Oakland woman, volunteers re-home more than 800 dogs in eight years
Nearly 20 years ago, Gail Ross of Oakland was running around AR Highway 5 like the proverbial chicken with its head cut off, trying to locate a stray dog that she spotted along the roadway.
In all the chaos, she had a chance encounter with a local man who would set her on a path working with abandoned dogs — an issue that has plagued the picturesque and rural Oakland and Three Brothers areas for decades.
That man was the late Perry Boore of Perry’s Orphan’s located in Oakland.
Ross said she was on her way to an appointment, so Boore took up the search for the stray. She said the pair worked together three to four years before Ross started her own non-profit dog shelter, Gail’s Pets Second Chance, out of her home in Oakland.
Both facilities worked to create a no-kill facilities that took in stray and abandoned dogs, socialize them, and find them new homes.
“The goal was just saving these dogs that people would dump,” Ross said.
Tragically, in February of 2015 a fire broke out in Boore’s home, killing several of the animals he had in the shelter at the time. Boore himself suffered burns and other injuries attempting to save the animals, and died nearly a month after the accident at age 82.
At 81, Ross has undergone four knee replacements and recently underwent back surgery. She was married to James LeChevalier for 23 years, until he passed away in 2015.
Ross said the couple moved to Oakland in 2000 from Barrington, Ill., a partly rural suburb of Chicago, and despite being raised as “an apartment dweller” in Chicago with few pets in her youth, she always had a love for animals. She was an avid horsewoman and has a collection of more than 100 trophies.
Gail’s Pets Second Chance sits on 40 scenic acres down a long, gravel stretch of Marion County Road 119. “And, I used to have a mule,” Ross joked when describing the size of her land.
With the help of volunteers Steve and Linda Corselli, Ross said the three of them perform the daily grunt work of feeding and caring for the animals. She has a small group of devoted volunteers who help walk the dogs, but Ross said the work has gotten to be so much and the need so great, she has stopped answering her phone after 5 o’clock at night.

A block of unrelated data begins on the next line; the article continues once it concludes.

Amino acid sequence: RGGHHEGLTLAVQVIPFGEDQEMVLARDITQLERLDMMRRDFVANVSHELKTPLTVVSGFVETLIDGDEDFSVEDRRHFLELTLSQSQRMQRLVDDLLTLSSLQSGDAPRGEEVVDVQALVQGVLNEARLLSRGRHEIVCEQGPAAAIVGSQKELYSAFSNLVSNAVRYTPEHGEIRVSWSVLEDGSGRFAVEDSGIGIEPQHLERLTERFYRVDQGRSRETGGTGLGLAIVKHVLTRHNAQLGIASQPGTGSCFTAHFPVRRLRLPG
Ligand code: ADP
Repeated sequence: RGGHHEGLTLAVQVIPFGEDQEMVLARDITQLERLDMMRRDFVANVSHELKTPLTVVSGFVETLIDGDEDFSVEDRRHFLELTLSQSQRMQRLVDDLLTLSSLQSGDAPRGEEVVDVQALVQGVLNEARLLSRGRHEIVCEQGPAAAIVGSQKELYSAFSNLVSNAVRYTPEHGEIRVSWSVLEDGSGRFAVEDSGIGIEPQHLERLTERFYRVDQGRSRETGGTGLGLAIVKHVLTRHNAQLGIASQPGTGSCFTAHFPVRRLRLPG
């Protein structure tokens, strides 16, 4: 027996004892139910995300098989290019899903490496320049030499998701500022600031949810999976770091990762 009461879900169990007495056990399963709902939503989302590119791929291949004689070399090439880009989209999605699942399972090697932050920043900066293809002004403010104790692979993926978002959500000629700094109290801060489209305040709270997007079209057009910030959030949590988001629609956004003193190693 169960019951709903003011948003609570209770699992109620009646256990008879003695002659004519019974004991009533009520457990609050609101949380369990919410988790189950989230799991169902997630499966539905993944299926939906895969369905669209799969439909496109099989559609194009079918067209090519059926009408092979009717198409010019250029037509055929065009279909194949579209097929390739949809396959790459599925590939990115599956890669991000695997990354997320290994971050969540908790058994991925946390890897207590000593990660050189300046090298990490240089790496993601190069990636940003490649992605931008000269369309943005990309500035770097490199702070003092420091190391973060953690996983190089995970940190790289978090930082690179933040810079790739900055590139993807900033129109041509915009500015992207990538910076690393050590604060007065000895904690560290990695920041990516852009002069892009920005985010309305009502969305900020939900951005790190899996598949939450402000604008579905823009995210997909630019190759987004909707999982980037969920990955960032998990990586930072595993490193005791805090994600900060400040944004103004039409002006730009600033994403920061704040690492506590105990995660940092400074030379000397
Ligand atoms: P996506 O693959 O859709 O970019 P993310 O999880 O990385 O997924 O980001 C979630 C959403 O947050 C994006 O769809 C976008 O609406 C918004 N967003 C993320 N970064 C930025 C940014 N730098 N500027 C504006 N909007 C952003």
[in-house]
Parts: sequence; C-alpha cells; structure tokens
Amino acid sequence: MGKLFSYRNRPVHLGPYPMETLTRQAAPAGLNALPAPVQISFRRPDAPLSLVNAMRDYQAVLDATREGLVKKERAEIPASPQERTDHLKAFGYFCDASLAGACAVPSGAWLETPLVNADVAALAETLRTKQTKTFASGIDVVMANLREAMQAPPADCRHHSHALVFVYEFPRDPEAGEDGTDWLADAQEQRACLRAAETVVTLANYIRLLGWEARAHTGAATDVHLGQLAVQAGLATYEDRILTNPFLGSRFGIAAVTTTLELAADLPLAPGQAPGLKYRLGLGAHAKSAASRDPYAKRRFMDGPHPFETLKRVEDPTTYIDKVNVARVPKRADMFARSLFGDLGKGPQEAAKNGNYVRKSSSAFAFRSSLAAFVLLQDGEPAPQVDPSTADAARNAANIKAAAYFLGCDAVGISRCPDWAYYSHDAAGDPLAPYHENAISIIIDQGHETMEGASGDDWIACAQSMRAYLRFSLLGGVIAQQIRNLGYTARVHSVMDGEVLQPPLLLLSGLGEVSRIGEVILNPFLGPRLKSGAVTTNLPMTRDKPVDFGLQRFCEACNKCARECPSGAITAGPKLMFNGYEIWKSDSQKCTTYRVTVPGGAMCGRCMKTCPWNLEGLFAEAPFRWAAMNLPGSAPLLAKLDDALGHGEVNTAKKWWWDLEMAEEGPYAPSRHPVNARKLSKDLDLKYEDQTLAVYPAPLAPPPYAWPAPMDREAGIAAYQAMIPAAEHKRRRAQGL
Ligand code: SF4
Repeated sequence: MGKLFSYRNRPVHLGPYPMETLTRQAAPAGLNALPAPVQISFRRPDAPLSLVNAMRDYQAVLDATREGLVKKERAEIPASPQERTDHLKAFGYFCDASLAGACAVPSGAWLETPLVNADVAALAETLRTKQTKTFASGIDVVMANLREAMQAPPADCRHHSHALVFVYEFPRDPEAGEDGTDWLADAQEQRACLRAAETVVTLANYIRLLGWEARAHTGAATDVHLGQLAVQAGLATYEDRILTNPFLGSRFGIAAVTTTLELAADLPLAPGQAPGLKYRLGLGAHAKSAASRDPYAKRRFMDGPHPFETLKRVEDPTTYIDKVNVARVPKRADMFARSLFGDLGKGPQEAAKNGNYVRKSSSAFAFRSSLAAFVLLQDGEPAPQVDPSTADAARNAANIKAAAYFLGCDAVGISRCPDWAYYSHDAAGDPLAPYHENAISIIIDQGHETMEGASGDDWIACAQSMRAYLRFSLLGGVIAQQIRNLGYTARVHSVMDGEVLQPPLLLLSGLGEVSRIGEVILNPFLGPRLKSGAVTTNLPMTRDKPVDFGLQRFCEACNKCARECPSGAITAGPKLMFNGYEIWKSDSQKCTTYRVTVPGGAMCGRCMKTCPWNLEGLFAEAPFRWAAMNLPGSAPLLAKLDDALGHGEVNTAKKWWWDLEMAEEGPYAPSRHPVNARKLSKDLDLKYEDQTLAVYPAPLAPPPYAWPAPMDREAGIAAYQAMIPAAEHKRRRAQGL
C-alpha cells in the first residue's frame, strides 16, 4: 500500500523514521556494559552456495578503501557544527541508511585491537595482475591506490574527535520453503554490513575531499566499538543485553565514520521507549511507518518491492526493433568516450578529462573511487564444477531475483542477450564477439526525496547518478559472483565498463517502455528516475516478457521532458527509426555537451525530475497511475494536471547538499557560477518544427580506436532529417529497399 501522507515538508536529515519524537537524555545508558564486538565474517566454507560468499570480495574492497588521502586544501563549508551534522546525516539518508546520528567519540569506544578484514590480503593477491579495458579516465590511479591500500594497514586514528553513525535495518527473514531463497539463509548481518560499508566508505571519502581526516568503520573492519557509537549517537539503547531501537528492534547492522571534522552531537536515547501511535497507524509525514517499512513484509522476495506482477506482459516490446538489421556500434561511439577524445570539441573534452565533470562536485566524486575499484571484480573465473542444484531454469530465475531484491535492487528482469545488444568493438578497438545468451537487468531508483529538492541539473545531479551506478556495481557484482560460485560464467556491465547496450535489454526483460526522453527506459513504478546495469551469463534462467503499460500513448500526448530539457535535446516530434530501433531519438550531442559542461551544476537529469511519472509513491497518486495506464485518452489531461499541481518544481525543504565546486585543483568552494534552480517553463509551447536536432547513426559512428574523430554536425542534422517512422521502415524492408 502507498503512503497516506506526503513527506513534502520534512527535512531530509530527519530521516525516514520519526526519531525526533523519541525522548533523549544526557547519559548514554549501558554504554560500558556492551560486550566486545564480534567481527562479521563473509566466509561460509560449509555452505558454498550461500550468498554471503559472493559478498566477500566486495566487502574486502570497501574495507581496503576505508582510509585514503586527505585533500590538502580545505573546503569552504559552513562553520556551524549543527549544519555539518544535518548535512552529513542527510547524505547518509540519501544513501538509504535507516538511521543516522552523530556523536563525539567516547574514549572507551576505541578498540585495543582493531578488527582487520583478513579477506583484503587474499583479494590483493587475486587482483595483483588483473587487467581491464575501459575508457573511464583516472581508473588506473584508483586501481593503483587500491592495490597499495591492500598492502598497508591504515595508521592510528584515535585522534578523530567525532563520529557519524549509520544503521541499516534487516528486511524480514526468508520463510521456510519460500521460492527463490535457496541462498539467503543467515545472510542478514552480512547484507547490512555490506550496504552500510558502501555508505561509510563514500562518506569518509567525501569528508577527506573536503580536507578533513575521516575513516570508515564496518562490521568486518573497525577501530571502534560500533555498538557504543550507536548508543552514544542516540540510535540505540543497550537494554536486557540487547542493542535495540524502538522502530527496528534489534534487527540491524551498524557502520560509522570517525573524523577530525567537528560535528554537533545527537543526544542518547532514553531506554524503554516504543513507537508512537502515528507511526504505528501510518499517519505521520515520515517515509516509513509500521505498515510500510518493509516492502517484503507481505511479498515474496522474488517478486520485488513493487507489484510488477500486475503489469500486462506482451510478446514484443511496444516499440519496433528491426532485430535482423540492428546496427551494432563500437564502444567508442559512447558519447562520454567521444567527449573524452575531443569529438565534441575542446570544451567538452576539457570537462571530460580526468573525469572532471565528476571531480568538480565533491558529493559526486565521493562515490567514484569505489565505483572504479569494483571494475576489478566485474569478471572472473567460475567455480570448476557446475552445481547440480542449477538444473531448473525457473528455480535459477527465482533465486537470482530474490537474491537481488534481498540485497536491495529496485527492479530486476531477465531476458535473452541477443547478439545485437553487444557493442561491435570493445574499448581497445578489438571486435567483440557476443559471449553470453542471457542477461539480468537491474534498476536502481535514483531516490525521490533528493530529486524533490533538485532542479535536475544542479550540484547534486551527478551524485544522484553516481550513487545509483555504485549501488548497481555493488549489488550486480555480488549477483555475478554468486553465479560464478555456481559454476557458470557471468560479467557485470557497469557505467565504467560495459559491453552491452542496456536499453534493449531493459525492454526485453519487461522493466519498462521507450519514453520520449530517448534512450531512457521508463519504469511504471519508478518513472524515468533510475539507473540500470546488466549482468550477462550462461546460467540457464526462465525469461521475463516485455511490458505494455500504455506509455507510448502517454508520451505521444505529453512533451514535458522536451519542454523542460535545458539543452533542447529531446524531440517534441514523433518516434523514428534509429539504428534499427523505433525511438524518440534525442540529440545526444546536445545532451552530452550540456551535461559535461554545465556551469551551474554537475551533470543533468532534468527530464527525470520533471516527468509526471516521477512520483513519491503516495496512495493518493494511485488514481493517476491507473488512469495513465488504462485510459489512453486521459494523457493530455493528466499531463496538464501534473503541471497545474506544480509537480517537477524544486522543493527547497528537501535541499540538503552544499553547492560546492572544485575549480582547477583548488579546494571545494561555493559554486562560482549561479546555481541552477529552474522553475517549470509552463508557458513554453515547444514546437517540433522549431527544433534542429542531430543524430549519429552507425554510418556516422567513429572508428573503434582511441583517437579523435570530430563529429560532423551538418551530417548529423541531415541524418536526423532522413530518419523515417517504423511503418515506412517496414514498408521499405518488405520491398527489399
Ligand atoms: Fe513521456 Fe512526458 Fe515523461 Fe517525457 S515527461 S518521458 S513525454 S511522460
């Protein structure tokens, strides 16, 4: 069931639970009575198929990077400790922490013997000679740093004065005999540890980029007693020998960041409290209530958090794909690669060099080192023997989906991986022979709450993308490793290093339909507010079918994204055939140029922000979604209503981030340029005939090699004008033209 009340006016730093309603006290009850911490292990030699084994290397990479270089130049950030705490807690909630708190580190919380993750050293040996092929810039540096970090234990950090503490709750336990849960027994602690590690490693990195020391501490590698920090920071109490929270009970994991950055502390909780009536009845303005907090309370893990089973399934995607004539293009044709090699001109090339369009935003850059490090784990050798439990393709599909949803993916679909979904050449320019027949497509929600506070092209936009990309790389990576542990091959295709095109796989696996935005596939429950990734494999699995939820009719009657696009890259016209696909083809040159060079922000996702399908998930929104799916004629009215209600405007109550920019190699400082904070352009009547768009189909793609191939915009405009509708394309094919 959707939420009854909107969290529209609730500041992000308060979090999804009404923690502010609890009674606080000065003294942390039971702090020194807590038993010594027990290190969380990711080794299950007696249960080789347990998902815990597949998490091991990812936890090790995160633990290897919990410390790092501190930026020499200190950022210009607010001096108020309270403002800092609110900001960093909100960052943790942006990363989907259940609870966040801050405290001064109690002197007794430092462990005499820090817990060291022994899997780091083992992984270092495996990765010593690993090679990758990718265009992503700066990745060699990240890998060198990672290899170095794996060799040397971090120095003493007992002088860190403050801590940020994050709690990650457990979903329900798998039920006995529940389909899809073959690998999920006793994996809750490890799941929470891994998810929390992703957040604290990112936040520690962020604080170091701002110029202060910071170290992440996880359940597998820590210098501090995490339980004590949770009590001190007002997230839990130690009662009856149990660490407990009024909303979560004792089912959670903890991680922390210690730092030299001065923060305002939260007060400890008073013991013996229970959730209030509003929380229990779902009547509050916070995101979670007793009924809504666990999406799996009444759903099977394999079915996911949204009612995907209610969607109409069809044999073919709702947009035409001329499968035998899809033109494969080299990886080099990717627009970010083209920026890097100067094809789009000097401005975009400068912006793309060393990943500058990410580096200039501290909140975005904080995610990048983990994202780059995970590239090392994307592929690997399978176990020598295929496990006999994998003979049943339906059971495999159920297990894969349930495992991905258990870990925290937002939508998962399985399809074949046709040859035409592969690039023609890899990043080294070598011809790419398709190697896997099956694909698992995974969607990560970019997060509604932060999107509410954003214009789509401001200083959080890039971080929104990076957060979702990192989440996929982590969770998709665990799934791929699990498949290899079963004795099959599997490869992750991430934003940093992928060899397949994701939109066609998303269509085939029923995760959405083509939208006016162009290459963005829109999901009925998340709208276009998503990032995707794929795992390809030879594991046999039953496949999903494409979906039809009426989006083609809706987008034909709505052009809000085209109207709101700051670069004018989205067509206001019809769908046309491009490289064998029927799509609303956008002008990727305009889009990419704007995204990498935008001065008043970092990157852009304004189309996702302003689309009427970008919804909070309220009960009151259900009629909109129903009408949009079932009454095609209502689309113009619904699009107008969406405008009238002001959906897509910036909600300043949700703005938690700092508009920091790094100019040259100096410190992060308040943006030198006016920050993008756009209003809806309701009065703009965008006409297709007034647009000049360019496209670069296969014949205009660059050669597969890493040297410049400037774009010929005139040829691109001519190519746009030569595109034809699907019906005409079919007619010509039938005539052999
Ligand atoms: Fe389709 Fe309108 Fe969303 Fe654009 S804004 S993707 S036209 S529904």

“We’re not dog catchers,” Ross stated. “When people call me to tell me about a dog, they don’t offer to help me get them. They call and tell me about a dog, but they don’t stay and watch them.”
Along the last mile and a quarter to her home, there are plastic chairs along the road for dogwalkers to take a load off.
“We always need dog walkers,” she said. “Even people who don’t want to walk a dog can take a chair and sit in a kennel with a couple of dogs. It will help socialize them.”
In her experience, Ross said she’s found it difficult to get men onboard with the idea of spaying or neutering their dogs, believing that intact dogs are better at hunting, herding and other tasks.
“Men just don’t want to do it; they act as though it’s happening to them,” she said. “Females go into heat two times a year, but a male is in season 24/7.”
Ross and many veterinarians are of the belief that neutering a male dog will provide the dog more focus for tasks and jobs, since he will not be driven by the scent of a female in heat.
She adds that only breading pairs should remain intact and that females only be bred once a year to keep the female healthy.
In 2012, Gail’s Pets Second Chance took in 87 dogs and was able to adopt out 73 of them. In subsequent years, those intake numbers increased to a high of 192 in 2016, with 155 of them adopted. With more than 800 dogs adopted in the last eight years, only 14 of them were united with their owners.
Ross said the beauty of the volunteers she’s had over the years is that each individual works to their strengths, such as Linda Corselli who also puts in time sustaining the shelter’s online social media prescience.